The Physical, Social, and Psychological Influences on Adolescent Sleep Patterns and the Resulting Implications

Topics: Sleep, Circadian rhythm, Sleep disorder Pages: 5 (1896 words) Published: September 19, 2012
The Physical, Social, and Psychological Influences on Adolescent Sleep Patterns and the Resulting Implications

The Physical, Social, and Psychological Influences on Adolescent Sleep Patterns and the Resulting Implications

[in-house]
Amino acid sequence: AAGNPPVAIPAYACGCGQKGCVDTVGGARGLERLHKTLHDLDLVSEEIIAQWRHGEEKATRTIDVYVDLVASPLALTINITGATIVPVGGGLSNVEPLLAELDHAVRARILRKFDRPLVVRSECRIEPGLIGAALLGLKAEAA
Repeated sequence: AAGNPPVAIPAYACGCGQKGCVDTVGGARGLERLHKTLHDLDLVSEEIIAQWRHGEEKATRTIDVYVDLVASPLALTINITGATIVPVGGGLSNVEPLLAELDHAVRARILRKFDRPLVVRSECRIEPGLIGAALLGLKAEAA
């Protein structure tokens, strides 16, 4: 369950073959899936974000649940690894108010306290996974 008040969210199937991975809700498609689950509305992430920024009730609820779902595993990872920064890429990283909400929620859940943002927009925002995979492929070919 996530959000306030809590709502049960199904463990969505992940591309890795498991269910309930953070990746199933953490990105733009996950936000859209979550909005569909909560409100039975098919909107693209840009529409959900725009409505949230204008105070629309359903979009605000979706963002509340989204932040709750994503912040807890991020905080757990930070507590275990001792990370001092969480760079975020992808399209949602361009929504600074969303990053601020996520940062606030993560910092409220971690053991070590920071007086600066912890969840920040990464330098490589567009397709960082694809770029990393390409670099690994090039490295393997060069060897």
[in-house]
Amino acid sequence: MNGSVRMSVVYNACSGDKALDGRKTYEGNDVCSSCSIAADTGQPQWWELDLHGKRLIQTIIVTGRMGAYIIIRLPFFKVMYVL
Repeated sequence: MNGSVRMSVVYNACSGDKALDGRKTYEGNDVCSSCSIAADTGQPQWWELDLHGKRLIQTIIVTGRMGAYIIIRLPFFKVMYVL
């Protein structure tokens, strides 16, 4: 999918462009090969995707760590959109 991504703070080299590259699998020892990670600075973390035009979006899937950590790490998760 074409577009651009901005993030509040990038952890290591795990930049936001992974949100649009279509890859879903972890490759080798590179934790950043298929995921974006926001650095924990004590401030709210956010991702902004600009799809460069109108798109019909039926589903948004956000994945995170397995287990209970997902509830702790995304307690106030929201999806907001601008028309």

Extensive research has illustrated that biological changes associated with the onset of puberty in adolescents alters patterns of sleep. This biological change is associated with a shift in the circadian rhythm linked to sleep. Pubescent changes in the circadian rhythm are characterised by a decrease in the onset of melatonin at night which in turn causes a sleep-onset delay. This delay causes adolescents to be biologically “programmed” to sleep at later times of the night. Although sleep-onset delay occurs in adolescents; their need for sleep does not lesser, but rather increases. This causes day-time sleepiness. However, many adolescents do not gain their required sleep each night for a variety of reasons: social and family commitments; school and casual work obligations; psychological and/or physiological problems; and issues related to chronic-partial sleep deprivation. These issues have a greater impact as individuals’ progress through to later adolescence (students in year 12) due to increasing demands on students at this stage of their education. Solutions to these problems must be achieved to ensure optimal performance at an academic level: such as allowing older secondary school students to commence school at a later a time than students in year 7, who are burdened by fewer expectations and pressures. The sleep patterns of adolescents (considered by society to be aged 12 to 20 years) significantly vary from those of other age groups; resulting in many parents of adolescents being under the perception that their son or daughter merely becomes “lazy” upon the onset of puberty. This is not the case. The commencement of puberty causes biological changes that cause an impact on sleep patterns. These changes are associated with a shift or change in the circadian rhythm associated with sleep. The circadian rhythm is the biological clock process (of an approximately 24 hour cycle) that controls sleep-wake patterns in humans by managing the secretion of melatonin: melatonin is a hormone that is secreted during darkness or a low level of light (Burton, Westen, and Kowalksi 2009). During puberty, there is a delay in the secretion of melatonin which causes sleep-onset delay; characterised by the need for sleep occurring at a later time at night. For example: a young child will feel sleepy at 8pm and fall asleep shortly after; whereas, an adolescent may not feel sleepy until midnight or later. Due to the fact that a sleep-onset delay occurs in adolescents, day-time sleepiness, of varying degrees, results: eliciting many psychological and physiological problems. The circadian preference is an important factor to consider when discussing the problems associated with adolescent sleep patterns. The circadian preference refers to an inclination to be generally more alert in the morning or evening. Adolescents are typically ‘evening-types,’ which emphasises their tendency to fall asleep at later intervals at night. Research has revealed that due to this tendency, adolescents report high instances of psychological issues, excessive day-time sleepiness, difficulty in falling asleep, trouble awaking in the morning, problems with attention, and disturbances to academic performance. However, a minority group of adolescents are ‘morning-types’. Morning-types experience day-time sleepiness to a lesser a degree; report fewer psychological problems; and generally perform better academically (Giannotti, Cortesi, Sebastiani, and Ottaviano 2002). Not only do adolescents experience significant changes of a biological nature, their sleep schedule throughout the week, can only be described as irregular for a variety of reasons. Life style factors, psychological issues, social and other...
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